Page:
When all the controversy about Vytorin hit the popular press in January 2008, patients immediately began calling my office for more information. They are asking a lot of good questions. They want to know whether they should stay on the drug or stop it; whether it is doing them any good – or more importantly, whether it is doing them any harm. I’m going to try to explain what the controversy is all about and give you some information that will help you figure out what to do.

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The Vytorin Controversy One Year Later - An Update

On January 8, 2009, the FDA issued the following safety review of Vytorin and concluded: “patients should not stop taking Vytorin or other cholesterol lowering medications and should talk to their [health provider] if they have any questions about these medications.”

Dear patient, you have been drawn into a medical slugfest that is being fought among leading cardiologists, so what are you to do? Read my prior post to get some background on the Vytorin controversy and then read this post to see where we are one year later.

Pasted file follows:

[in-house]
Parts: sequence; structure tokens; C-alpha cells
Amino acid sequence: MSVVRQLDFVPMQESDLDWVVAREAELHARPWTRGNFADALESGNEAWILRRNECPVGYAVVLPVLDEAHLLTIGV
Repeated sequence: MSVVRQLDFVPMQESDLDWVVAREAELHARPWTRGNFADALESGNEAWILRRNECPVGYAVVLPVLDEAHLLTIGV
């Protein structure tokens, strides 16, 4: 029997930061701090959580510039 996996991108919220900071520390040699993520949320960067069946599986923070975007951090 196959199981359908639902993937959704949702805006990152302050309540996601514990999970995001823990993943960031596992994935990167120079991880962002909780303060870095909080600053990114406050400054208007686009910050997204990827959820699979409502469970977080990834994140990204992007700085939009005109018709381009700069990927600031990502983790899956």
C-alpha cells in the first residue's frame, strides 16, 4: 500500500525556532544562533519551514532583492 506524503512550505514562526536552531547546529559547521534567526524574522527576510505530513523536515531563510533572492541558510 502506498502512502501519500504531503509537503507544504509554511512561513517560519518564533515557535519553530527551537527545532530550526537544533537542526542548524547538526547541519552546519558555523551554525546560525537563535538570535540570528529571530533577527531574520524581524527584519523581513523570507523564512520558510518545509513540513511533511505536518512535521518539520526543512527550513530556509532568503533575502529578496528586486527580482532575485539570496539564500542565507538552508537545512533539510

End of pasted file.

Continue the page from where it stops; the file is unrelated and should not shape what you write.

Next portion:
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7 Tips for Staying Energized

Here are 7 safe, solid and proven tips to help you stay energized all through the day.

BTW – these don’t come from me, they are from patients who have read my book and then come up with their own ways to make healthy lifestyle behaviors work in their lives. Those that do the following things say they have energy all day - and they are losing weight, too!

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Smart Women Missing Stroke Risks and Warning Signs

Stroke is the third leading cause of death in both men and women (right behind heart disease and cancer). It occurs equally in men and women until age 75. After age 75 women are at much greater risk for stroke than men. Stroke incidence has been increasing in women of all ages. In recent years strokes have surged in the age 45 to 54 age groups – groups usually at low risk for stroke. Why? Experts believe it’s because of an increase in risk factors that lead to stroke.

In a recent study published in the February 2009 issue of the medical journal Stroke researchers reported that 215 women, all having at least one risk factor for stroke, were unable to identify their risks. Furthermore they did not consider themselves to be at risk and were doing nothing to reduce their risk. The researchers concluded “Educational strategies must advocate for and target high-risk women.”